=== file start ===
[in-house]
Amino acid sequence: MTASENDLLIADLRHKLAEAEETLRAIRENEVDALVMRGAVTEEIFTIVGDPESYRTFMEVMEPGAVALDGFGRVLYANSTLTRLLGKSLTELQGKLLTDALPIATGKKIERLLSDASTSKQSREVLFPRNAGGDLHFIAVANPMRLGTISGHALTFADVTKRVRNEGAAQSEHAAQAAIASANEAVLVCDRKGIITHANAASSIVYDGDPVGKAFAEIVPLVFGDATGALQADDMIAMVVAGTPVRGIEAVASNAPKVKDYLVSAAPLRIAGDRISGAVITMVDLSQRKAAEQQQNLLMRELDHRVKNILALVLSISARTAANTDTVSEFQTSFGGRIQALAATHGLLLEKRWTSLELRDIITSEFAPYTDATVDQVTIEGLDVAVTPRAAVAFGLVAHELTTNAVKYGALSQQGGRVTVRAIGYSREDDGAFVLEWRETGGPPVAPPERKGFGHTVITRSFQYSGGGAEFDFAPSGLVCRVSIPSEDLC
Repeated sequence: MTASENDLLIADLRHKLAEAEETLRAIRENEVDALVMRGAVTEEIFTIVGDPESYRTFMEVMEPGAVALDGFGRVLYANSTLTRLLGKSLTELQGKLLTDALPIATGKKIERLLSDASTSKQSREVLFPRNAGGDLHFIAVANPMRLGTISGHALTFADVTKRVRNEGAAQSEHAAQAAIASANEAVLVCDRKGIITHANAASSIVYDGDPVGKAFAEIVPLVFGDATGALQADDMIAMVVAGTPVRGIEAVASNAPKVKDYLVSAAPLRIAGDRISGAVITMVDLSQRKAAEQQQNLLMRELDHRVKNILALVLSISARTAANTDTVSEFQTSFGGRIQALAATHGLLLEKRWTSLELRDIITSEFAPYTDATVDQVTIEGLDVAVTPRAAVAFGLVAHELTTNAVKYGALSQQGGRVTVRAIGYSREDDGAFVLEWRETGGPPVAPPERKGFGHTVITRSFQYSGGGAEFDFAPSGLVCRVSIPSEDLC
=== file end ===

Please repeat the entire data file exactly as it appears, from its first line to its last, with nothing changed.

[in-house]
Amino acid sequence: MTASENDLLIADLRHKLAEAEETLRAIRENEVDALVMRGAVTEEIFTIVGDPESYRTFMEVMEPGAVALDGFGRVLYANSTLTRLLGKSLTELQGKLLTDALPIATGKKIERLLSDASTSKQSREVLFPRNAGGDLHFIAVANPMRLGTISGHALTFADVTKRVRNEGAAQSEHAAQAAIASANEAVLVCDRKGIITHANAASSIVYDGDPVGKAFAEIVPLVFGDATGALQADDMIAMVVAGTPVRGIEAVASNAPKVKDYLVSAAPLRIAGDRISGAVITMVDLSQRKAAEQQQNLLMRELDHRVKNILALVLSISARTAANTDTVSEFQTSFGGRIQALAATHGLLLEKRWTSLELRDIITSEFAPYTDATVDQVTIEGLDVAVTPRAAVAFGLVAHELTTNAVKYGALSQQGGRVTVRAIGYSREDDGAFVLEWRETGGPPVAPPERKGFGHTVITRSFQYSGGGAEFDFAPSGLVCRVSIPSEDLC
Repeated sequence: MTASENDLLIADLRHKLAEAEETLRAIRENEVDALVMRGAVTEEIFTIVGDPESYRTFMEVMEPGAVALDGFGRVLYANSTLTRLLGKSLTELQGKLLTDALPIATGKKIERLLSDASTSKQSREVLFPRNAGGDLHFIAVANPMRLGTISGHALTFADVTKRVRNEGAAQSEHAAQAAIASANEAVLVCDRKGIITHANAASSIVYDGDPVGKAFAEIVPLVFGDATGALQADDMIAMVVAGTPVRGIEAVASNAPKVKDYLVSAAPLRIAGDRISGAVITMVDLSQRKAAEQQQNLLMRELDHRVKNILALVLSISARTAANTDTVSEFQTSFGGRIQALAATHGLLLEKRWTSLELRDIITSEFAPYTDATVDQVTIEGLDVAVTPRAAVAFGLVAHELTTNAVKYGALSQQGGRVTVRAIGYSREDDGAFVLEWRETGGPPVAPPERKGFGHTVITRSFQYSGGGAEFDFAPSGLVCRVSIPSEDLC